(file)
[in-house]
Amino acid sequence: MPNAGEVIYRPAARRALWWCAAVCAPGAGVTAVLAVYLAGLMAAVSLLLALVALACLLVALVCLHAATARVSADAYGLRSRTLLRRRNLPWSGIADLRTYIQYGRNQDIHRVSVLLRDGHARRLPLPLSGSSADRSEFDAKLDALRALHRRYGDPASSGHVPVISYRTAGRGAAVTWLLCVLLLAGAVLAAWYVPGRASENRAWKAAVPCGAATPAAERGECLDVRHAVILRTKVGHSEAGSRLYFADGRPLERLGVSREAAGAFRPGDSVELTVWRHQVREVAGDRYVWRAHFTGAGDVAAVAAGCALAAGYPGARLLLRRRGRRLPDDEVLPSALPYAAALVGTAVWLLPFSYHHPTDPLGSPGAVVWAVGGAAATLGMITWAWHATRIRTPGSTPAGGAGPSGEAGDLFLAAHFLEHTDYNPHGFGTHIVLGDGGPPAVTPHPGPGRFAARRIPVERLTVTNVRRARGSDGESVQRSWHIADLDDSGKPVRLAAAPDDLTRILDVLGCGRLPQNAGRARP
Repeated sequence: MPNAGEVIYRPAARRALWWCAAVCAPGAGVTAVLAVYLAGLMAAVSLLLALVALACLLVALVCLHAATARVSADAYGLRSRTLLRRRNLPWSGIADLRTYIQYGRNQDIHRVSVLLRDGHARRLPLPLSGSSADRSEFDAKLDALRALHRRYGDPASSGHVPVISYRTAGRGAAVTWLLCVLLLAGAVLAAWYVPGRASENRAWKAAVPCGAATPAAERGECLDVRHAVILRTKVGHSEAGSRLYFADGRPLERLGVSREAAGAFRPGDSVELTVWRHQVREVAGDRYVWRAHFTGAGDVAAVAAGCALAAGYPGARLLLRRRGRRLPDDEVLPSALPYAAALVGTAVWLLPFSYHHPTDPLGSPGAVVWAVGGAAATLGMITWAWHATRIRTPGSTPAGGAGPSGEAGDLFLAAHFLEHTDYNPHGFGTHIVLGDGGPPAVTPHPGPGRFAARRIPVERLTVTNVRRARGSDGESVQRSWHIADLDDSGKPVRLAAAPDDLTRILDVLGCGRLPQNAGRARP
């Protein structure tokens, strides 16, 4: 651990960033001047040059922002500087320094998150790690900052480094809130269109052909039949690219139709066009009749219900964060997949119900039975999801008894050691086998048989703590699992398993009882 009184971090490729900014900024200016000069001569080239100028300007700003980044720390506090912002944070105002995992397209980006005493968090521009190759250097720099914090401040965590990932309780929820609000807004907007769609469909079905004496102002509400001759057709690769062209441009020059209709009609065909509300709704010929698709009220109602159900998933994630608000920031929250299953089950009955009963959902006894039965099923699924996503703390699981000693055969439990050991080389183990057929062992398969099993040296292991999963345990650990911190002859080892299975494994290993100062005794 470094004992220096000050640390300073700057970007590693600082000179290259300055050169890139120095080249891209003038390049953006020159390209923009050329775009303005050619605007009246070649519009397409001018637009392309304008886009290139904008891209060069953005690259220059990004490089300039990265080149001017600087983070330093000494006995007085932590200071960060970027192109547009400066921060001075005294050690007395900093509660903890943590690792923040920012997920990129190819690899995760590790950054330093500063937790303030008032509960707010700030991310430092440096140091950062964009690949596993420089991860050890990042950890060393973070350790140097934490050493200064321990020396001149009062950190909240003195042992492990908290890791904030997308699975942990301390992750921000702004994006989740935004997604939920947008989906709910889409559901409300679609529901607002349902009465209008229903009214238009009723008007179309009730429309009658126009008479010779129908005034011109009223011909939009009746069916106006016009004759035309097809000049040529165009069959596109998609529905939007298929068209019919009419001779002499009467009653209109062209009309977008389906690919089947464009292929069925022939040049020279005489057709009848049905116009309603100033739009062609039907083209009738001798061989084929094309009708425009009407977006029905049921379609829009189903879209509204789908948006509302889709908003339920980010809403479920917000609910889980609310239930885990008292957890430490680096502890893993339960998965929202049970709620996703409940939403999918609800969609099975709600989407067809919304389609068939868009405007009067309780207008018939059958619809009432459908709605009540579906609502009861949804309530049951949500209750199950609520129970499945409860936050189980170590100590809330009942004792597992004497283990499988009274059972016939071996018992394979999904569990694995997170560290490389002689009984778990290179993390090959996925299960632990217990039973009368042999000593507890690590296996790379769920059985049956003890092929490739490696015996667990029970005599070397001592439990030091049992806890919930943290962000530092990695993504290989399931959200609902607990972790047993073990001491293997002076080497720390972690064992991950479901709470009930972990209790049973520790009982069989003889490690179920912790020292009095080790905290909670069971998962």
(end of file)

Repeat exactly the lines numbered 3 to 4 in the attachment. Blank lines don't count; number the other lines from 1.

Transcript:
Repeated sequence: MPNAGEVIYRPAARRALWWCAAVCAPGAGVTAVLAVYLAGLMAAVSLLLALVALACLLVALVCLHAATARVSADAYGLRSRTLLRRRNLPWSGIADLRTYIQYGRNQDIHRVSVLLRDGHARRLPLPLSGSSADRSEFDAKLDALRALHRRYGDPASSGHVPVISYRTAGRGAAVTWLLCVLLLAGAVLAAWYVPGRASENRAWKAAVPCGAATPAAERGECLDVRHAVILRTKVGHSEAGSRLYFADGRPLERLGVSREAAGAFRPGDSVELTVWRHQVREVAGDRYVWRAHFTGAGDVAAVAAGCALAAGYPGARLLLRRRGRRLPDDEVLPSALPYAAALVGTAVWLLPFSYHHPTDPLGSPGAVVWAVGGAAATLGMITWAWHATRIRTPGSTPAGGAGPSGEAGDLFLAAHFLEHTDYNPHGFGTHIVLGDGGPPAVTPHPGPGRFAARRIPVERLTVTNVRRARGSDGESVQRSWHIADLDDSGKPVRLAAAPDDLTRILDVLGCGRLPQNAGRARP
């Protein structure tokens, strides 16, 4: 651990960033001047040059922002500087320094998150790690900052480094809130269109052909039949690219139709066009009749219900964060997949119900039975999801008894050691086998048989703590699992398993009882 009184971090490729900014900024200016000069001569080239100028300007700003980044720390506090912002944070105002995992397209980006005493968090521009190759250097720099914090401040965590990932309780929820609000807004907007769609469909079905004496102002509400001759057709690769062209441009020059209709009609065909509300709704010929698709009220109602159900998933994630608000920031929250299953089950009955009963959902006894039965099923699924996503703390699981000693055969439990050991080389183990057929062992398969099993040296292991999963345990650990911190002859080892299975494994290993100062005794 470094004992220096000050640390300073700057970007590693600082000179290259300055050169890139120095080249891209003038390049953006020159390209923009050329775009303005050619605007009246070649519009397409001018637009392309304008886009290139904008891209060069953005690259220059990004490089300039990265080149001017600087983070330093000494006995007085932590200071960060970027192109547009400066921060001075005294050690007395900093509660903890943590690792923040920012997920990129190819690899995760590790950054330093500063937790303030008032509960707010700030991310430092440096140091950062964009690949596993420089991860050890990042950890060393973070350790140097934490050493200064321990020396001149009062950190909240003195042992492990908290890791904030997308699975942990301390992750921000702004994006989740935004997604939920947008989906709910889409559901409300679609529901607002349902009465209008229903009214238009009723008007179309009730429309009658126009008479010779129908005034011109009223011909939009009746069916106006016009004759035309097809000049040529165009069959596109998609529905939007298929068209019919009419001779002499009467009653209109062209009309977008389906690919089947464009292929069925022939040049020279005489057709009848049905116009309603100033739009062609039907083209009738001798061989084929094309009708425009009407977006029905049921379609829009189903879209509204789908948006509302889709908003339920980010809403479920917000609910889980609310239930885990008292957890430490680096502890893993339960998965929202049970709620996703409940939403999918609800969609099975709600989407067809919304389609068939868009405007009067309780207008018939059958619809009432459908709605009540579906609502009861949804309530049951949500209750199950609520129970499945409860936050189980170590100590809330009942004792597992004497283990499988009274059972016939071996018992394979999904569990694995997170560290490389002689009984778990290179993390090959996925299960632990217990039973009368042999000593507890690590296996790379769920059985049956003890092929490739490696015996667990029970005599070397001592439990030091049992806890919930943290962000530092990695993504290989399931959200609902607990972790047993073990001491293997002076080497720390972690064992991950479901709470009930972990209790049973520790009982069989003889490690179920912790020292009095080790905290909670069971998962």